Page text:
My project ‘its cool!’ is about replacing control with structure in education: based on research into values, the positive effect of autonomy on intrinsic motivation and the vital importance of social networks and connectedness in schooling.
In the last hundred years over 900 studies have shown that people learn best in situations of collaborative learning without the external control system of the traditional school that diminishes motivation.
If the evidence is so overwhelming, why is the method not more generally put into practice? Because school is not about education as I understand it: that is to develop autonomous free-thinking, questioning individuals, but rather to socialize individuals to accept their place within an existing system and to uphold the status quo.
The free access to unlimited information and social networks on the Web creates an opportunity to put in place a system where students become the central dynamic force, responsible for their own learning and power and control is replaced by a facilitating structure.
Dewey wrote that “there is no game without rules”. However those rules are those that allow the game to be played and are observed out of mutual respect and cooperation of the players.
He also wrote that “freedom is the operation of intelligent observation and judgment by which purpose is developed”; if the removal of a control system to which students have been accustomed throughout their schooling leads to them being dictated by their immediate whims and caprices, then they just fall into another dangerous form of external control.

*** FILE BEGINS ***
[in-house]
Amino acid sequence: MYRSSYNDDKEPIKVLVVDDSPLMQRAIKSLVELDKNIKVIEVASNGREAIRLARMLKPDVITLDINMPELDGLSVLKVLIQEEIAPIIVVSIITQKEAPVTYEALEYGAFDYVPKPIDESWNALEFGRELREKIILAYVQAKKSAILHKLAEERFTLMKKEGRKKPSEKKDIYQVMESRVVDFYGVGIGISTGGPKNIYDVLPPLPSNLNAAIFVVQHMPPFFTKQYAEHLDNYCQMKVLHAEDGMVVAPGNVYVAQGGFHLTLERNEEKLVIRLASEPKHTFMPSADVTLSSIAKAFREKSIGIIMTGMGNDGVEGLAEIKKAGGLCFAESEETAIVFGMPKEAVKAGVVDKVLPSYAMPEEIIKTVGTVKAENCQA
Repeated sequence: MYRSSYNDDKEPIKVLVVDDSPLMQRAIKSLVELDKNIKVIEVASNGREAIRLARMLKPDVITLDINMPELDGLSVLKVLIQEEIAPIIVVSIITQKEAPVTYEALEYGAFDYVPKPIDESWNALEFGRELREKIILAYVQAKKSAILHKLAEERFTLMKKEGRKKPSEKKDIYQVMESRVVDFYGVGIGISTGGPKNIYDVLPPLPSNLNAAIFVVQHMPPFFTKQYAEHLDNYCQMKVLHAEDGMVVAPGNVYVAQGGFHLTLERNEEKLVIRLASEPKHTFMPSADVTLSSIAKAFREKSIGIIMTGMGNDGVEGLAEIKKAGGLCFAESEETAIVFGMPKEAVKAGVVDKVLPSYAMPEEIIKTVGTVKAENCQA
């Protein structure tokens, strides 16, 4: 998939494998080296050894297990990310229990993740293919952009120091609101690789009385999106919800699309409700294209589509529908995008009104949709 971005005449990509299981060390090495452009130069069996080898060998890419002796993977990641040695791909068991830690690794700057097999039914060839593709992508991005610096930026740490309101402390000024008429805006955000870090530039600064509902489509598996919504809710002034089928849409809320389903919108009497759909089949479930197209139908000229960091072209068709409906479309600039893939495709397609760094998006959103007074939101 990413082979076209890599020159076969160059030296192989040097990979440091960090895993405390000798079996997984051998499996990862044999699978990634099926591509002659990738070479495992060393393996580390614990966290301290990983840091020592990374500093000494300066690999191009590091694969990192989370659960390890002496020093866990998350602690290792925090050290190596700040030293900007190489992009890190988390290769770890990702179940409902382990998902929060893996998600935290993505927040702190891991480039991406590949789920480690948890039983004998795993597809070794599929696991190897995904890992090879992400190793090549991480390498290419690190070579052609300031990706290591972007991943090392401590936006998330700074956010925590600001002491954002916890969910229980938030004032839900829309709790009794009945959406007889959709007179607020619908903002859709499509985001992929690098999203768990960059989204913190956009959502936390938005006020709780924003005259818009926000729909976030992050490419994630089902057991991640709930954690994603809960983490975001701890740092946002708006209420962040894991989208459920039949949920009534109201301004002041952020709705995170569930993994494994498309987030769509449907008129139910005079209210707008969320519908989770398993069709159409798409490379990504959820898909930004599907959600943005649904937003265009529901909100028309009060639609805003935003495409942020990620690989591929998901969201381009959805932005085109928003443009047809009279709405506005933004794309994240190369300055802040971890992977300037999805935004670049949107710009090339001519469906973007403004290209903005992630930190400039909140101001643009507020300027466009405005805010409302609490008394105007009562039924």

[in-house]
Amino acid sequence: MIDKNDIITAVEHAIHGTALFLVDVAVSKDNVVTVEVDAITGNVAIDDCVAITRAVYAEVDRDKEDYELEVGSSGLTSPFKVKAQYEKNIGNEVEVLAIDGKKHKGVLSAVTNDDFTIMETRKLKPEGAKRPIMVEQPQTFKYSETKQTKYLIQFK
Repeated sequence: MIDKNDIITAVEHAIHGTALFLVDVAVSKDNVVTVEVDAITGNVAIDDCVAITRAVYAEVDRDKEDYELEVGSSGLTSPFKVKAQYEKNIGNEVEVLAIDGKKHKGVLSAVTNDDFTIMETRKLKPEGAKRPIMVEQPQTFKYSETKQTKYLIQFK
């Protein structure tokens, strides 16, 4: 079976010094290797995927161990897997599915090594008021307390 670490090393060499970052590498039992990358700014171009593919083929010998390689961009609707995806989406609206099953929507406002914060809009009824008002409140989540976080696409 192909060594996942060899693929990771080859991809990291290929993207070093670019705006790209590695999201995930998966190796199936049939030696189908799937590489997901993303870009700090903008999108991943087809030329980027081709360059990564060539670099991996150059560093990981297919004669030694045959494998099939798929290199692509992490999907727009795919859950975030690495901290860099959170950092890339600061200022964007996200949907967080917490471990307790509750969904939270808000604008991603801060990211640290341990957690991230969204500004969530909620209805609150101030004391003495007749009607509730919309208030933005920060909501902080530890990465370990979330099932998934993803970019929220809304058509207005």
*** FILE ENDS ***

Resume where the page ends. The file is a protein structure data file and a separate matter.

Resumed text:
Thus the emphasis of my system is on the harnessing of personal motivation, the power of collaborative learning and the potential of learning provided by the Web while providing the structure necessary for efficient advancement and putting emphasis on the development of the thinking skills necessary for developing the judgment and self-control that Dewey defined as the central necessities of learning.
The present system makes students the passive receptors of spoon-fed information, rather than the planners of menus and cooks. If ceasing to spoon-feed them only results in them eating McDonalds every day, then they are no better off; they have to be able to judge what is a healthy and varied diet and learn to prepare and digest the food.
To quote one of my students:
“I would like to encourage this approach because it is like a real group project in a real situation and we learned more in a week than we usually learn in a month”.